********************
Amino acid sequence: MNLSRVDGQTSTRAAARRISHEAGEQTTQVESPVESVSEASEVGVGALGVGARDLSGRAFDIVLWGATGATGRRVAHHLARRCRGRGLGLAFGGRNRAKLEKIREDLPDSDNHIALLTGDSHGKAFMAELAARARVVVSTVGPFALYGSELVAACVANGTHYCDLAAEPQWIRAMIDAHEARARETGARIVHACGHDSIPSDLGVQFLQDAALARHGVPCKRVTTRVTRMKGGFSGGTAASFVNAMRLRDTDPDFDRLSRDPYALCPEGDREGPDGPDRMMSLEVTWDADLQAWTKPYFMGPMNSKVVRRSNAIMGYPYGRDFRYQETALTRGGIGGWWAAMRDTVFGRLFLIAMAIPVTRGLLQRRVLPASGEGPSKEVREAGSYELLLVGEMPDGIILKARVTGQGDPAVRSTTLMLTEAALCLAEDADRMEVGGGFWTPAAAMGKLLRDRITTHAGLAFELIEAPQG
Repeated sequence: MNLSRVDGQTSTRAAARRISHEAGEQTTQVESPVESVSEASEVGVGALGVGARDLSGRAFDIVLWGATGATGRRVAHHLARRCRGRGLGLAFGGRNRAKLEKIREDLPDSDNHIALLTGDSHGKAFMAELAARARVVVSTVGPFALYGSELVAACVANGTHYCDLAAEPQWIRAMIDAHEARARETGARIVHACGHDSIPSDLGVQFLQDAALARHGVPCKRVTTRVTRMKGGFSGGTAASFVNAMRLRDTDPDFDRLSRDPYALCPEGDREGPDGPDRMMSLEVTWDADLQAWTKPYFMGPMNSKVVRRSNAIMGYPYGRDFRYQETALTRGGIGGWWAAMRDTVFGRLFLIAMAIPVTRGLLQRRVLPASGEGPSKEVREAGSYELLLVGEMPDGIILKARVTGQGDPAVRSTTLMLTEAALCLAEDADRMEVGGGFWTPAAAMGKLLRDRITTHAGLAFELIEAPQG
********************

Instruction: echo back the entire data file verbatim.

Amino acid sequence: MNLSRVDGQTSTRAAARRISHEAGEQTTQVESPVESVSEASEVGVGALGVGARDLSGRAFDIVLWGATGATGRRVAHHLARRCRGRGLGLAFGGRNRAKLEKIREDLPDSDNHIALLTGDSHGKAFMAELAARARVVVSTVGPFALYGSELVAACVANGTHYCDLAAEPQWIRAMIDAHEARARETGARIVHACGHDSIPSDLGVQFLQDAALARHGVPCKRVTTRVTRMKGGFSGGTAASFVNAMRLRDTDPDFDRLSRDPYALCPEGDREGPDGPDRMMSLEVTWDADLQAWTKPYFMGPMNSKVVRRSNAIMGYPYGRDFRYQETALTRGGIGGWWAAMRDTVFGRLFLIAMAIPVTRGLLQRRVLPASGEGPSKEVREAGSYELLLVGEMPDGIILKARVTGQGDPAVRSTTLMLTEAALCLAEDADRMEVGGGFWTPAAAMGKLLRDRITTHAGLAFELIEAPQG
Repeated sequence: MNLSRVDGQTSTRAAARRISHEAGEQTTQVESPVESVSEASEVGVGALGVGARDLSGRAFDIVLWGATGATGRRVAHHLARRCRGRGLGLAFGGRNRAKLEKIREDLPDSDNHIALLTGDSHGKAFMAELAARARVVVSTVGPFALYGSELVAACVANGTHYCDLAAEPQWIRAMIDAHEARARETGARIVHACGHDSIPSDLGVQFLQDAALARHGVPCKRVTTRVTRMKGGFSGGTAASFVNAMRLRDTDPDFDRLSRDPYALCPEGDREGPDGPDRMMSLEVTWDADLQAWTKPYFMGPMNSKVVRRSNAIMGYPYGRDFRYQETALTRGGIGGWWAAMRDTVFGRLFLIAMAIPVTRGLLQRRVLPASGEGPSKEVREAGSYELLLVGEMPDGIILKARVTGQGDPAVRSTTLMLTEAALCLAEDADRMEVGGGFWTPAAAMGKLLRDRITTHAGLAFELIEAPQG